Developing Church Health
- Wednesday, September 13, 2006
The second thing we can do in terms of ministry is "comfort the fainthearted." That is, we are to give encouragement to those who are prone to lose heart. The Christian life is not always easy. Difficulties assail the Christian from all directions. Those who are prone to fall behind are to be surrounded by those who are strong in the Lord. They are to be protected from wolves and encouraged in the midst of difficulty. A primary application is that of encouraging others toward perseverance.
The third thing we can do in terms of ministry is "uphold the weak." In this case, the primary application is that of holding one up who is prone to fall into sin. We are to hold one another accountable and aid our brothers and sisters in the battle against sin. We help them to stand in the midst of temptation (much like the admonition to stand in Eph. 6:10-18 ) or we help them up after they have fallen prey to sin.
The fourth thing we can do in terms of ministry is be "patient with all." The Christian life, the spiritual battle, the shepherding ministry to which all of us have been called to one degree or another, is long and arduous. People fall and they fall again. We are to be patient. Believers act like saints and they act like sinners. We are to be patient. Brothers seem to get victory and then they lapse. We are to be patient. We are to be patient with all.
The fifth thing we can do in terms of ministry is not render evil for evil. Paul says, "See that no one renders evil for evil to anyone, but always pursue what is good both for yourselves and for all." It is possible that Paul has in mind here those false interlopers who were not only slandering his own name but were leading the Thessalonians astray. As the saints see the truth of the situation, they are not to render evil back for the evil that has been perpetrated upon them.
At the same time, it may be that all Paul gives here is general admonition. In either case, his point is the same. We are not to render evil for evil to anyone. We are not to take revenge. We are to leave that to the Lord. We are not to retaliate.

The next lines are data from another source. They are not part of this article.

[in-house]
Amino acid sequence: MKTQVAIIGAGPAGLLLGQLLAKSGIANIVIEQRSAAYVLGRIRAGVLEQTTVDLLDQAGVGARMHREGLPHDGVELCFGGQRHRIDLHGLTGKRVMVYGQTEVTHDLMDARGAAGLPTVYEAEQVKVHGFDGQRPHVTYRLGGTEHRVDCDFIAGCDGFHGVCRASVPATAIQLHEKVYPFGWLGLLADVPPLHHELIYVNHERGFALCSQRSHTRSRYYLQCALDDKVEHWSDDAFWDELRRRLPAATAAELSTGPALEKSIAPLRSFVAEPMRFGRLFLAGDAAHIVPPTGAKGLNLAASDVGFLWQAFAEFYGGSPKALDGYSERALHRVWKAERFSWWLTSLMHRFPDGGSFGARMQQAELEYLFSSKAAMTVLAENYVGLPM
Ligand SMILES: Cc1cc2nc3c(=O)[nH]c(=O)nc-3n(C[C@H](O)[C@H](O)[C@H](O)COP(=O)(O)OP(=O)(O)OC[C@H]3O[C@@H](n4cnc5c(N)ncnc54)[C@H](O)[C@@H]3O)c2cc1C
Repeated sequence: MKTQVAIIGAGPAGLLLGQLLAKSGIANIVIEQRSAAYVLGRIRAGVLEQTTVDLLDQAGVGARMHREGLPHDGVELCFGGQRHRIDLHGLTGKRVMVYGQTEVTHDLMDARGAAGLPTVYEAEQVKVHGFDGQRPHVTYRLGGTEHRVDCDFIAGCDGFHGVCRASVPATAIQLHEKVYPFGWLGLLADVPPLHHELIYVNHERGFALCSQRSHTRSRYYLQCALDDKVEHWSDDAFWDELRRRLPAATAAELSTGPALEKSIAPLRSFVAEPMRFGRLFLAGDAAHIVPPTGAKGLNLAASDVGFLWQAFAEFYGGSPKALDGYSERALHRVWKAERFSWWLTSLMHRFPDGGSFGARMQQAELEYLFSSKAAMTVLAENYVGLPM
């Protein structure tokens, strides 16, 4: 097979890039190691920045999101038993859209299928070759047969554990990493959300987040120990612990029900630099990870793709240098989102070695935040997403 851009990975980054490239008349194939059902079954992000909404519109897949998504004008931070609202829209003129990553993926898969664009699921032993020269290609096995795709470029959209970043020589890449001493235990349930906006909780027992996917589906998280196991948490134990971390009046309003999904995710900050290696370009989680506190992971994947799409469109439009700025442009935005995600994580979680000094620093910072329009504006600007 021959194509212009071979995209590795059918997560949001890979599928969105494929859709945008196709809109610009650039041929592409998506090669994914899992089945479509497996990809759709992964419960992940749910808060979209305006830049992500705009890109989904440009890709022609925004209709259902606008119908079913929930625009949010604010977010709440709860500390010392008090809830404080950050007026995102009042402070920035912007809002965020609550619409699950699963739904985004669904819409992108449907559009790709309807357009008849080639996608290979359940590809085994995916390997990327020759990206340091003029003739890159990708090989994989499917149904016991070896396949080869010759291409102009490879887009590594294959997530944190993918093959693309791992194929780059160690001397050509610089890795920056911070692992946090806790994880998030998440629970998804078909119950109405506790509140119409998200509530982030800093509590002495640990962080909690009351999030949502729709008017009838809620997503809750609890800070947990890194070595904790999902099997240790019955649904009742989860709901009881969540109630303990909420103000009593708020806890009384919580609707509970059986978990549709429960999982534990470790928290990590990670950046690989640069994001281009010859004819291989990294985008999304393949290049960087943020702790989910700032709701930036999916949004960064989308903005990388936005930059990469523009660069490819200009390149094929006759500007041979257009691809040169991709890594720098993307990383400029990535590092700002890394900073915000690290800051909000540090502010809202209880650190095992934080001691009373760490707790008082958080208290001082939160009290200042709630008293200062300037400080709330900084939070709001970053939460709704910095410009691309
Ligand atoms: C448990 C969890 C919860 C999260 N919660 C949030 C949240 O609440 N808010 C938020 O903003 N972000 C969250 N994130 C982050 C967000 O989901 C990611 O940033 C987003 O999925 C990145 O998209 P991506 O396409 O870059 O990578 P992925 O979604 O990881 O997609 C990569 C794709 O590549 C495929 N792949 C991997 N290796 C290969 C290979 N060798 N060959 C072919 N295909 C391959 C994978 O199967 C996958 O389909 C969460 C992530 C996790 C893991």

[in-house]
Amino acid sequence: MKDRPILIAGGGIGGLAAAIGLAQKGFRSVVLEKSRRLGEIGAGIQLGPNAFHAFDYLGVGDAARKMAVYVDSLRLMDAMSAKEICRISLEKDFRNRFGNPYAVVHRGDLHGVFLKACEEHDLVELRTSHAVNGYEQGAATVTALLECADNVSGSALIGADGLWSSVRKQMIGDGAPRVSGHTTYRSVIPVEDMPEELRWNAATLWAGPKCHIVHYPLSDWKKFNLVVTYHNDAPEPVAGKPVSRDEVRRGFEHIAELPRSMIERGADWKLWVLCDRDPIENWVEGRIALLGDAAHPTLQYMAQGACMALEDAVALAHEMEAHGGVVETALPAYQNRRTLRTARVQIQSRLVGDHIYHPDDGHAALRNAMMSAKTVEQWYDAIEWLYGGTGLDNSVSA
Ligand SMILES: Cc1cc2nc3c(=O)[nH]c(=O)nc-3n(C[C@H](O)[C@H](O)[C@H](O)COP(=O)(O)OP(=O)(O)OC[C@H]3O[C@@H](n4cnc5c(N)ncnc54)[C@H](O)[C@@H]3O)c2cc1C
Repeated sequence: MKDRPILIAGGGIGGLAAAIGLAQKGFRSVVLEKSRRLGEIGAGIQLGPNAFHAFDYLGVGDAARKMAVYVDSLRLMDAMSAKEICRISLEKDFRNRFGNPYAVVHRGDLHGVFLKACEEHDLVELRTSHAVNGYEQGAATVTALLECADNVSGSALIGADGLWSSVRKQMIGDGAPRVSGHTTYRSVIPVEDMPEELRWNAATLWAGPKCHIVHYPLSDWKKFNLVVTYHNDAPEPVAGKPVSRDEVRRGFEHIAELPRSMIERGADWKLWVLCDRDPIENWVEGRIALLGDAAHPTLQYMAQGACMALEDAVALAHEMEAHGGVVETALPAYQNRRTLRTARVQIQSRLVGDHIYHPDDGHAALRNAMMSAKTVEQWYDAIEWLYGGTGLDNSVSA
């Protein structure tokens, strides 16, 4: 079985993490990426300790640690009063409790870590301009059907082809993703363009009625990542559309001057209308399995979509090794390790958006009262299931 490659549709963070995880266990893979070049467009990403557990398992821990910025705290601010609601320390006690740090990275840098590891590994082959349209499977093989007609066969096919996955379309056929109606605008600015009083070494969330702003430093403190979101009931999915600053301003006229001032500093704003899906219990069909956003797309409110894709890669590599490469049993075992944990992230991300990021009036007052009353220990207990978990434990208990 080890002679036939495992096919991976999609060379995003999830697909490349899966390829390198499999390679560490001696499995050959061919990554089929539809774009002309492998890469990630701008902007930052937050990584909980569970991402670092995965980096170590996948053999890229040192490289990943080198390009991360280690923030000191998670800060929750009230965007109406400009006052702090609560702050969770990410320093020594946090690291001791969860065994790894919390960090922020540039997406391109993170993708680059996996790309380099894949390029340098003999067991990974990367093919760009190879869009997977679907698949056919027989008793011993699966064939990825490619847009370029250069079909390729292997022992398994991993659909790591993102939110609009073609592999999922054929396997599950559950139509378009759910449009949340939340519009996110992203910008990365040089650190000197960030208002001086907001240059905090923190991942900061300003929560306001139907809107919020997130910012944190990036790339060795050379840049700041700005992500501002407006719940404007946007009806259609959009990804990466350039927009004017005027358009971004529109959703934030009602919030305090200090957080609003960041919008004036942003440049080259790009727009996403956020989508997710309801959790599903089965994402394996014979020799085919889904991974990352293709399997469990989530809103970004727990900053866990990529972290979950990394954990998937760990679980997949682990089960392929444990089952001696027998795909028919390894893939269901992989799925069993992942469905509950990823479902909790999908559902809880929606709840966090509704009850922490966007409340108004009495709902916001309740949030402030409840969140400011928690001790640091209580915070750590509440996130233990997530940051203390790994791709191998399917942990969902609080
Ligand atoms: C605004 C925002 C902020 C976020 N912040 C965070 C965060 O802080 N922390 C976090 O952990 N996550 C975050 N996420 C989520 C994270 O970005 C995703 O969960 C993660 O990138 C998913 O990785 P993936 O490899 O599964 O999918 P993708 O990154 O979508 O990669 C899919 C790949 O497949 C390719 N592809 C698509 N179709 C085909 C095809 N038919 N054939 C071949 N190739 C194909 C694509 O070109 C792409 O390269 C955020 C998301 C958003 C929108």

The sixth thing we can do in terms of ministry is pursue what is good. Paul does not stop with what we are not supposed to do. He gives us the positive dynamic or action on the other side. We are to "pursue what is good both for [ourselves] and for all." We are to keep up the chase in regard to that which is good. The good is whatever is good in the situation. It may be God's glory, it may be sanctification, it may be what is true, it may be what is wholesome, etc. We are to pursue the good thing for ourselves and all those whom God brings into our lives.
Fourth, we can do our part to develop and maintain a healthy church if we understand our benefits from the body of Christ. At least four beneficial implications can be gleaned from the foregoing. In doing our part, we will be bring much glory to the Lord, aid in the sanctification of others, watch unto our very own souls, and bear witness to Christ's changing power.
With Paul's teaching here, there is a sense in which we are getting a crash course in shepherding souls, biblical counseling, and/or pastoral discipleship. As we take his teaching to heart in these practical ways, we will not only reap the noted benefits, we will also be doing our part to develop and maintain a healthy church body for the glory of God and her joy in Him. Let us be about shepherding one another to and for the health of the church.
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